We need to revive some traditions like showing visitors your old photo albums. We loved that as undergraduates, which gave one a glimpse into one’s past and personality. Instagram is more about your present only.
Recently I was going through my old photos which I have never had time to digitise. One photo caught my attention, taken on the penultimate year to my graduation. Standing next to a group of my classmates and I was a mzungu, taller and more confident than all of us. His name was Charles Duke. Why would the photo matter now?
Duke was no ordinary mzungu. Eighty-three years old now, he was one of the 12 astronauts who walked on the moon. He was also the youngest. He had come to Kenya to preach. As a physics student, it was for me a fascinating encounter with someone who had experienced zero gravity and the escape velocity, the speed a body needs to attain to escape from the gravity of planet Earth or any other planet or object. Incidentally, that was a question in my high school physics final exam.
Meeting an astronaut a quarter of a century ago is a good link to the 50th anniversary of man’s landing on the moon, the climax of a space race between USA and former Soviet Union. Landing on the moon, our nearest celestial body, on July 20, 1969 was a significant achievement for mankind. It was not just about human spirit but scientific progress. We pushed the frontiers of possibility. The Americans code-named the project that took us to the moon Apollo, after a Greek goddess.
Think of the spillovers from the Apollo project, from design of the rockets, their propulsion, human safety, survival on airless moon, shielding astronauts from radiation, electronic navigation and communication and, most importantly, overcoming fear of the unknown. Think of coordination needed by different professionals and the level of accuracy in every step. The Apollo project had a lesson for every academic discipline from mathematics to biology and even psychology. Even law comes - who owns space and its contents? Can I sell plots on Mars or the moon?
Also, what politicians can achieve if they have the will. Without political backing, America would not have landed on the moon. They also needed competition, the reason we need opposition in Kenya.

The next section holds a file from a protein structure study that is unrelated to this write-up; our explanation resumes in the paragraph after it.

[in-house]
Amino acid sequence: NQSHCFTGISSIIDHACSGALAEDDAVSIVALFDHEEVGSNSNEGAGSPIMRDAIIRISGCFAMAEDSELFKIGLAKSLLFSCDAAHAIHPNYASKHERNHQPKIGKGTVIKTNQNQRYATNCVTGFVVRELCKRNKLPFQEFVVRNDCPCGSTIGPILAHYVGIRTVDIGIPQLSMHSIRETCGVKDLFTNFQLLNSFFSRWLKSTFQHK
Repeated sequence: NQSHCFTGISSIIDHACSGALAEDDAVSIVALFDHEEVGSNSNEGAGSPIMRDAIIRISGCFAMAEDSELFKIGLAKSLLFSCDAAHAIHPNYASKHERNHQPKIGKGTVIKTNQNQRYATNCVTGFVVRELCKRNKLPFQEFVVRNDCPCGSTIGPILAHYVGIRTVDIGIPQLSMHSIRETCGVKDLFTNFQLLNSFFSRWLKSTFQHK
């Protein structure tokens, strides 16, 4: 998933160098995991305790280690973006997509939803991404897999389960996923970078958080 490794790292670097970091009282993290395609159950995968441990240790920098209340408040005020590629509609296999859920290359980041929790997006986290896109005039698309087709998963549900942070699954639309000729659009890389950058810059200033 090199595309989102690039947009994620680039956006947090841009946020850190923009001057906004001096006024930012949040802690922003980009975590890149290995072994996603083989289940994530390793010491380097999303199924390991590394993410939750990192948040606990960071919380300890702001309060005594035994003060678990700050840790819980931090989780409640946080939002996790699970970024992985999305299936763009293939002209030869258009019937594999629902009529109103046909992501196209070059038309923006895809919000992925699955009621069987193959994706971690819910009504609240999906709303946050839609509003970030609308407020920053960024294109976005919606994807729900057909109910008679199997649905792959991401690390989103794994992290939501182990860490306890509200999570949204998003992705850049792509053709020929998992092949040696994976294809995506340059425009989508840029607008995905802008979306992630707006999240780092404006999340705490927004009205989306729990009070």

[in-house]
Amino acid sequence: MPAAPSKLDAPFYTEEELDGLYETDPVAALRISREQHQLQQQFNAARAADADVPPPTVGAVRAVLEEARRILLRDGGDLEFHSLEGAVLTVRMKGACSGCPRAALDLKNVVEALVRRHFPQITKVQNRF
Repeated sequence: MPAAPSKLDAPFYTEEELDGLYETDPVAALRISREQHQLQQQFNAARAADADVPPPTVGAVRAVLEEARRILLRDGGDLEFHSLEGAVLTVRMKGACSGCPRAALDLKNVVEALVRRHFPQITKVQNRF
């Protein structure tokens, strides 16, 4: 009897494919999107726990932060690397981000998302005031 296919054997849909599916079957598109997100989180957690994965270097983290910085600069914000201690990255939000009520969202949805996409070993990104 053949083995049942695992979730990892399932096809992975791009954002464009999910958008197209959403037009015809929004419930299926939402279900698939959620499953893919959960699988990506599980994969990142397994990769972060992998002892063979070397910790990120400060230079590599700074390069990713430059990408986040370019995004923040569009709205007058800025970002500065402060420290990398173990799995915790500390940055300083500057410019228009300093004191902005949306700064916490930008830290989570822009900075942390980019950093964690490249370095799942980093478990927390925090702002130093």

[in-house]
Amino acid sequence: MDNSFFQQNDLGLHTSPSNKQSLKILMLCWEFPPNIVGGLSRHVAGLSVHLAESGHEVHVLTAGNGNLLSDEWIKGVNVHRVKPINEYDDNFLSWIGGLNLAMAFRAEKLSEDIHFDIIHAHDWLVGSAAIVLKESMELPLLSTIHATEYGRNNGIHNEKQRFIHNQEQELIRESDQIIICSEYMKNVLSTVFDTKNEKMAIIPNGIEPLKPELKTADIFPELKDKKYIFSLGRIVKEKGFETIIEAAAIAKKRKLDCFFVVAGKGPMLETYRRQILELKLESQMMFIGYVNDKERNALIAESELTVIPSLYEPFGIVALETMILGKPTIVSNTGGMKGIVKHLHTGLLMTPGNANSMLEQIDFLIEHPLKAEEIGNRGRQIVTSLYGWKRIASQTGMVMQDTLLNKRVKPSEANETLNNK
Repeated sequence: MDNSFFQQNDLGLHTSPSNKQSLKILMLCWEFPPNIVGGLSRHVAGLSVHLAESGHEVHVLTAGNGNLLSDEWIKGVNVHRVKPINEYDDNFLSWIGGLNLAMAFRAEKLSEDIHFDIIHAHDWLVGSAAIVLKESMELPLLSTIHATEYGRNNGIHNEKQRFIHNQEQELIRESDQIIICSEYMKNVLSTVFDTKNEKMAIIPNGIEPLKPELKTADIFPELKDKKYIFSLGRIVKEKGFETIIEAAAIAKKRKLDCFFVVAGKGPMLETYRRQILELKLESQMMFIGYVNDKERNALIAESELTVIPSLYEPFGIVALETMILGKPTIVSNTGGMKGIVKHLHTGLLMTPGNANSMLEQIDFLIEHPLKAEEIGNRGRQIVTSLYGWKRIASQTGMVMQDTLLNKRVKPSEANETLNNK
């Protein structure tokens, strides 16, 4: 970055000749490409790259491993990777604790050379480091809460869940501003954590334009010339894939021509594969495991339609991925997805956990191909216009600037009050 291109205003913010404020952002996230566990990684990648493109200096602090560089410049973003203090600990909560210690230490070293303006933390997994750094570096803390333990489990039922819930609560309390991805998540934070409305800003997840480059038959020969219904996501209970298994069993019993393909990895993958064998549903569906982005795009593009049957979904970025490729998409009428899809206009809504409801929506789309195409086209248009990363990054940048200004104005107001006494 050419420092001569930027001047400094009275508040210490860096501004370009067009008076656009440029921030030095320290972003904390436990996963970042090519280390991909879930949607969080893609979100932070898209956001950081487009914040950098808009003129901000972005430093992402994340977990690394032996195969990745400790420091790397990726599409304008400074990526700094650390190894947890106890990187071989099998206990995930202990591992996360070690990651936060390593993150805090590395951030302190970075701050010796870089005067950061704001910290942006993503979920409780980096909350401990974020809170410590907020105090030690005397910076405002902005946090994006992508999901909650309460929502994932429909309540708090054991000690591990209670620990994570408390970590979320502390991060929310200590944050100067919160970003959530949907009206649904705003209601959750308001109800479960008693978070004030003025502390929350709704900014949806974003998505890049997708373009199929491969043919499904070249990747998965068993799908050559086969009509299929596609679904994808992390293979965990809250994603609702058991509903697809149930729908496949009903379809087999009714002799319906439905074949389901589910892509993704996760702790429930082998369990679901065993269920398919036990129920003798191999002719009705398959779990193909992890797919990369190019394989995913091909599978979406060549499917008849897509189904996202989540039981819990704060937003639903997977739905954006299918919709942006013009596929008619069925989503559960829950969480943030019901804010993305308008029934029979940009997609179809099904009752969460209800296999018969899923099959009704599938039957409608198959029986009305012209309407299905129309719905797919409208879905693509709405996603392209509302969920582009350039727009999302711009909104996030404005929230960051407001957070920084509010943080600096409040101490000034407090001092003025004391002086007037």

In all, 12 astronauts have had the honour of walking on the moon. The last two on December 11, 1972. Lack of enthusiasm and a cut in funding changed the focus to earthly matters like the Vietnam war and oil crisis. At one time NASA got five per cent of the US federal budget; today it’s less than one per cent. Furthermore, once you have visited a place, curiosity dies.
Since 1972, there have been dreams of visiting our next exciting neighbour, planet Mars . President George Bush alluded to that and so did Donald Trump. That has not created as much excitement as landing on the moon. One reason could be lack of international competition. Maybe China and USA should compete on who will be first to land on another planet instead of earthly trade wars.
To give credit where it’s due, the landing on the moon did not end our fascination with space. We have been exploring it with unmanned spacecraft like the Voyager, which has just left the solar system. Many other spacecraft including the retired space shuttle and international space centre are exploring the endless universe. The Hubble space telescope has been exploring the universe without atmospheric interference. From Earth, radio telescopes have been doing their part in unveiling secrets of the universe.
Our most fascinating discovery so far is exoplanets, outside our solar system. So far, none has life. It is unlikely that the expansive universe has only planet earth with life. I would not be surprised if we got another planet with life, in whatever form. Of interest would be the religious implication.
Lately, there has been a surge in interest in space with China, India, Japan and Israel focusing their attention on the moon and beyond. Several countries boast of owning satellites in space, including Kenya.
The greatest interest in space is coming from the private sector. Who has not heard of SpaceX and Elon Musk? Other firms like Blue Origin are in the race to make space industry the next frontier with tourists and even mining asteroids. The recent landing of a Japanese spacecraft Habayasu on an asteroid points to the limitless possibilities.
Vast and endless
Fifty years after landing on the moon, we have barely started exploring the universe. It’s vast and endless. Exploring space is likely to generate more interest once we see the possibility of making money. Some could argue there are enough basic problems like hunger and jiggers to bother with space. But we must whet the human curiosity and possibilities thereof. Africa Kenya should not be left behind in the new space age.
The possibilities are alluring. By the year 2100, we could start boasting of having relatives in different planets, not continents. Television channels could be based on different planets. Our holidays and businesses and schools could be in different planets. Who thought one day we would have satellites or internet? We could also start bringing minerals from space.
Who will be the new space pioneers? Who will take a photo with my great grandchildren? Aliens? Or will they be the pioneers? Landing on the moon for the first time on July 20, 1969 and subsequent space exploration teaches us one lesson; there is no limit to human curiosity and possibilities. We can’t afford to be left behind in this unfolding human endeavour.
- The writer teaches at the University of Nairobi
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